I am writing this on the day of Barack Obama's inauguration, and there is a palpable sense in the technology community that a new kind of patron sits in the White House. The new president is interested in the use of the Internet and cell phones in a way that his predecessors were not. Indeed, one of the interesting minor themes of the previous year's campaign was the difference between Obama and his Republican opponent John McCain on their personal relationship to technology, as well as their policy prescriptions. The future of technology seems mapped differently at the dawn of a period when a technophile sits at the head of the table.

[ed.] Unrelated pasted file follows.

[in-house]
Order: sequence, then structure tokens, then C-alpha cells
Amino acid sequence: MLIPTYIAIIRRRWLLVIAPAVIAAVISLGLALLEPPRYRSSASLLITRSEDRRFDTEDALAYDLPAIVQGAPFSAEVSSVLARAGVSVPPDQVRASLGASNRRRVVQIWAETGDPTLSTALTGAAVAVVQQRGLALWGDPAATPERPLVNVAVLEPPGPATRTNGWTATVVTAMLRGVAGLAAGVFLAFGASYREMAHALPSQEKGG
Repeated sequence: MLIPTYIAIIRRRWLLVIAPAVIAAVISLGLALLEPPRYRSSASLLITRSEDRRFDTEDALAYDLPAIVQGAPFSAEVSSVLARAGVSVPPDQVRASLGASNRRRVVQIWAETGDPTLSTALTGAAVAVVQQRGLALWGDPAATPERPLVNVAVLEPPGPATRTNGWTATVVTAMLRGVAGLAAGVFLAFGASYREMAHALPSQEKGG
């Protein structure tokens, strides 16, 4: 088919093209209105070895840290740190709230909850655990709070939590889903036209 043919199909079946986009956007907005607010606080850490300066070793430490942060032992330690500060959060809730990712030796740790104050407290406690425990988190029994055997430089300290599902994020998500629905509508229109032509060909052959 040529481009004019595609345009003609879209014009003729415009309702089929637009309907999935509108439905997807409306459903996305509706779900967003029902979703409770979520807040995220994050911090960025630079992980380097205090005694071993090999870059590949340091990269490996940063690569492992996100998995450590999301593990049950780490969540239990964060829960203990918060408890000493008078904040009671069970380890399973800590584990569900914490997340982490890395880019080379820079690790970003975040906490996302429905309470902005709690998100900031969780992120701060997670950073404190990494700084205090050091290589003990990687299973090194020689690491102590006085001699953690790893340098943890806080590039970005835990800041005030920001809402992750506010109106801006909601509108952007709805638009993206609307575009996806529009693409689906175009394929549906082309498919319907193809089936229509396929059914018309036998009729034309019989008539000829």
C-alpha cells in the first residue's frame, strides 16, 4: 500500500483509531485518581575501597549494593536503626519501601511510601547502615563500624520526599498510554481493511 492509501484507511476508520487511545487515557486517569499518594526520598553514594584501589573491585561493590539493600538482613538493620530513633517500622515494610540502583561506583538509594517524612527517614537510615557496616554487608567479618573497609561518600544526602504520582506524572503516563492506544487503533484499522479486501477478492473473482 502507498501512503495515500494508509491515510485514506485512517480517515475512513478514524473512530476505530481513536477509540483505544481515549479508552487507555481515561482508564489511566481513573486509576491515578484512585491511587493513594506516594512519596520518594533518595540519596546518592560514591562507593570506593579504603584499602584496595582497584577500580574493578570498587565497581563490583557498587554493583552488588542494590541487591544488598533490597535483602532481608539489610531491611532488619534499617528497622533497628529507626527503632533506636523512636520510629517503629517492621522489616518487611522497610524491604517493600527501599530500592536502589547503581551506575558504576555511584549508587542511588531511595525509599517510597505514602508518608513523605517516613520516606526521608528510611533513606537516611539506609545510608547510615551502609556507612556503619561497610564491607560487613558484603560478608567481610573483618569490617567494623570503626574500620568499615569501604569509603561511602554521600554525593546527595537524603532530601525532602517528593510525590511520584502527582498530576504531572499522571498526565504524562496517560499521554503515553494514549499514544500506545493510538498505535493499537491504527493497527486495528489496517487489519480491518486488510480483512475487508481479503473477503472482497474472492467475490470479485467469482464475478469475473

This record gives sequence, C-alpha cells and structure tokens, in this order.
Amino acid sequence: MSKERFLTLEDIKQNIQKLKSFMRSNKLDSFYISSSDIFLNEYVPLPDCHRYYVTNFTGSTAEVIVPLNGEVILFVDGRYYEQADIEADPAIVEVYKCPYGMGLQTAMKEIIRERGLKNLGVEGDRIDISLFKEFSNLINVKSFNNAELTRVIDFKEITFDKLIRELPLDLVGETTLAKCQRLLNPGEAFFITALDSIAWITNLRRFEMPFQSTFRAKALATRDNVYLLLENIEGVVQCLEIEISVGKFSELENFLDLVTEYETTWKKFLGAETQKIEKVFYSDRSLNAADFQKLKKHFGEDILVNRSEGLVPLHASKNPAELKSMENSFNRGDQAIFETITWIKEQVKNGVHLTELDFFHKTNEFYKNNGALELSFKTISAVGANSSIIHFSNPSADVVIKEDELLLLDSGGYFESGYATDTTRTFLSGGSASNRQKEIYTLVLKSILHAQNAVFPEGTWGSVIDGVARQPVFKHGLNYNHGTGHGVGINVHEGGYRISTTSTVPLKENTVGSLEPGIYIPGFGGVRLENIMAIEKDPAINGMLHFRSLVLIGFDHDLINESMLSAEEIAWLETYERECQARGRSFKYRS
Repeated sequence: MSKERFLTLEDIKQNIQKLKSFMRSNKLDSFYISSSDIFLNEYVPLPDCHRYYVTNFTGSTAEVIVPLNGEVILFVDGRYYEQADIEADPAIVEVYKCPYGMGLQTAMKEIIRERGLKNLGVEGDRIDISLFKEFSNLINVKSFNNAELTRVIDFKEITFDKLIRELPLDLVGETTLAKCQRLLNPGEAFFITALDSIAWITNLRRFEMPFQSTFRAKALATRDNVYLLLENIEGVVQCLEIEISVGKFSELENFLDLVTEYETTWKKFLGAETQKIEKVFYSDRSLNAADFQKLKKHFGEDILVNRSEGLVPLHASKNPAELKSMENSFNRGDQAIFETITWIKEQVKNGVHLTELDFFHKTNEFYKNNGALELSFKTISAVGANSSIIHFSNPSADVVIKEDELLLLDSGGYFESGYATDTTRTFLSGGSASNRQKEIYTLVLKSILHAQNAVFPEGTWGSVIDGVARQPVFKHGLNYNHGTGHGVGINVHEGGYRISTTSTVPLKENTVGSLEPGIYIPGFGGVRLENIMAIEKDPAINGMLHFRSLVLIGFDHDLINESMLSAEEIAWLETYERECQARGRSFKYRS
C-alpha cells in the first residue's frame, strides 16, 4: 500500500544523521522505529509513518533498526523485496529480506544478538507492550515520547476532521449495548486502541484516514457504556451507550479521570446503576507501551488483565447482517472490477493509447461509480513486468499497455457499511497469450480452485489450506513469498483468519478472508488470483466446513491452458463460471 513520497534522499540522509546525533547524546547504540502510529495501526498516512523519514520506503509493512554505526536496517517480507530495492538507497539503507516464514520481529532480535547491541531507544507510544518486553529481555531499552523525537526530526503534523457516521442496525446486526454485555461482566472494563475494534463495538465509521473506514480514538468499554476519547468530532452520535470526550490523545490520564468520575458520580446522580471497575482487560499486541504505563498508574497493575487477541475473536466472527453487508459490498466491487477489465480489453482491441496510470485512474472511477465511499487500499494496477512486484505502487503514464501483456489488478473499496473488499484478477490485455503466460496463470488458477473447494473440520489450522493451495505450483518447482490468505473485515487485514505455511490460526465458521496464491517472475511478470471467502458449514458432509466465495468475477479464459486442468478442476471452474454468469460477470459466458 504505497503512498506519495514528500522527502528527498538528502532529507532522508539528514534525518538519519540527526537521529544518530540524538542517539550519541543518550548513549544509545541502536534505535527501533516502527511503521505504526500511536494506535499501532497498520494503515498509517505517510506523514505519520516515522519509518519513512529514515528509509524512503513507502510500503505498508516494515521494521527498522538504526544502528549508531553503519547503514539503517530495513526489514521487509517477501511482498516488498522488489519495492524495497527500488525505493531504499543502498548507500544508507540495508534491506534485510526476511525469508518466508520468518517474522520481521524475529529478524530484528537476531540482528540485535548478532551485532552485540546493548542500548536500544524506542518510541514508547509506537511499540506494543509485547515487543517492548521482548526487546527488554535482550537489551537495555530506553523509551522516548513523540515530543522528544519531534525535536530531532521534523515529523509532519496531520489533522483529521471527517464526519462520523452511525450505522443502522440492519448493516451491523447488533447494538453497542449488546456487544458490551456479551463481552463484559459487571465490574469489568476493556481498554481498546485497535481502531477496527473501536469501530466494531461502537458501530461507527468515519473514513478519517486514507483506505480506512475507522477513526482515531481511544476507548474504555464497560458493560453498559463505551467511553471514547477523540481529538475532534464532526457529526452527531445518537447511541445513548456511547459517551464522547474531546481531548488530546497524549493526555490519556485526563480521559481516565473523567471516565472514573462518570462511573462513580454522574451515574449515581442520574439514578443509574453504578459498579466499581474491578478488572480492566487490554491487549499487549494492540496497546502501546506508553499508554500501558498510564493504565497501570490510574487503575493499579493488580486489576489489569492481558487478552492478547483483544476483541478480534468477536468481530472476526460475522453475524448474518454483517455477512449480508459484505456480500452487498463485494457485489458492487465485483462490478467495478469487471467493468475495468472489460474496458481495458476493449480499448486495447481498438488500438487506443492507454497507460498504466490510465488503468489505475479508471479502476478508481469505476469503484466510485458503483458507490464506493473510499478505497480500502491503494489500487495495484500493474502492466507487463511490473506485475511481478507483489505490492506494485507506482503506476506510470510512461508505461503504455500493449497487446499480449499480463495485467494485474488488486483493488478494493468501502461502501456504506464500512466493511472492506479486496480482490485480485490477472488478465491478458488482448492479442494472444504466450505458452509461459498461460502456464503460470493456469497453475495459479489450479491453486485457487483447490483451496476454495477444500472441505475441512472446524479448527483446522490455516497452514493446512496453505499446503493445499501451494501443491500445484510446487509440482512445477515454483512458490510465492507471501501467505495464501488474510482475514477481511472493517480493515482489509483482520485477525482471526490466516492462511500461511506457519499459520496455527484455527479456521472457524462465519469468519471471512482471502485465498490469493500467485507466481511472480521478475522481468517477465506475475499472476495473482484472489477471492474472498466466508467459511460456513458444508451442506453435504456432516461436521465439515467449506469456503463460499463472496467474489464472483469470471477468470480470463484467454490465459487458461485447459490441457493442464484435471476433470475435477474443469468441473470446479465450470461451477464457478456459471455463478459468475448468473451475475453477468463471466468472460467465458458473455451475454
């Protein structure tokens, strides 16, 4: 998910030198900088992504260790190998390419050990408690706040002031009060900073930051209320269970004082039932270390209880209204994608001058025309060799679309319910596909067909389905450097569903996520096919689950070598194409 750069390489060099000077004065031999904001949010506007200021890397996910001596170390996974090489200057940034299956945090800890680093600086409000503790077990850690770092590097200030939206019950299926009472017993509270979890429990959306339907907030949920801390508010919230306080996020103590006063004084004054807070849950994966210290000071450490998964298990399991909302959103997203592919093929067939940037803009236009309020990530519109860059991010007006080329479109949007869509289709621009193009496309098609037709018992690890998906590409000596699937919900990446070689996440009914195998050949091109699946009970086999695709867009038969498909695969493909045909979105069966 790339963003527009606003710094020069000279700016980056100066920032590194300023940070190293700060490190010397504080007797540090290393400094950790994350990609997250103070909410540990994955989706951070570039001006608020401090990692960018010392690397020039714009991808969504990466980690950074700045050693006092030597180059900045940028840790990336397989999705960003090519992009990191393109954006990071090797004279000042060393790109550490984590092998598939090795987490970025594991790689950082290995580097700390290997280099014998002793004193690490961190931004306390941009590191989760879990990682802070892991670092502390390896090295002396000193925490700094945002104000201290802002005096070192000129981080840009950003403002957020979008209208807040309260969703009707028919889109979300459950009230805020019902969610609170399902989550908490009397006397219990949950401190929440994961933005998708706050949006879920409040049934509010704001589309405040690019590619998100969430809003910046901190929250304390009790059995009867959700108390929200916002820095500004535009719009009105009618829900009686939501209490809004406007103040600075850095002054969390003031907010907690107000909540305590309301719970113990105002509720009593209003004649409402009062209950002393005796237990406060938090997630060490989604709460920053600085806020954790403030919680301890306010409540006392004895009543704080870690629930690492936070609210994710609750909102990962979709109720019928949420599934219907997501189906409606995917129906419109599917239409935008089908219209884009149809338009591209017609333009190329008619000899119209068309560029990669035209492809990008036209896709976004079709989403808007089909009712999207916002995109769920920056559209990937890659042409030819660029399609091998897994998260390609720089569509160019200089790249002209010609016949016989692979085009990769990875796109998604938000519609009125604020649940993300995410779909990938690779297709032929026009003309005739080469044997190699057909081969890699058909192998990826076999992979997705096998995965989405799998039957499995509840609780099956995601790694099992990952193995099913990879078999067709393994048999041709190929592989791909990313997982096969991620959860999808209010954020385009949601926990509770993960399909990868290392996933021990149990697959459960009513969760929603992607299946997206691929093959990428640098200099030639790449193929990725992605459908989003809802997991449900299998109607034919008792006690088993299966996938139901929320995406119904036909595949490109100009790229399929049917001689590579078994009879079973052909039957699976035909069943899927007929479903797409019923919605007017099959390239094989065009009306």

This makes life even more interesting for those of us who are trying to think about the future of technology. We are already having a challenging time just keeping up with the present. Between the time our last survey about the future was fielded in early 2006 and the time this survey was fielded in early 2008, the world's Internet-using population surged well past a billion and the mobile phone population moved toward 3 billion, the proportion of Americans with broadband connections at home surged past 50%, social networking services such as MySpace and Facebook garnered tens of millions of users,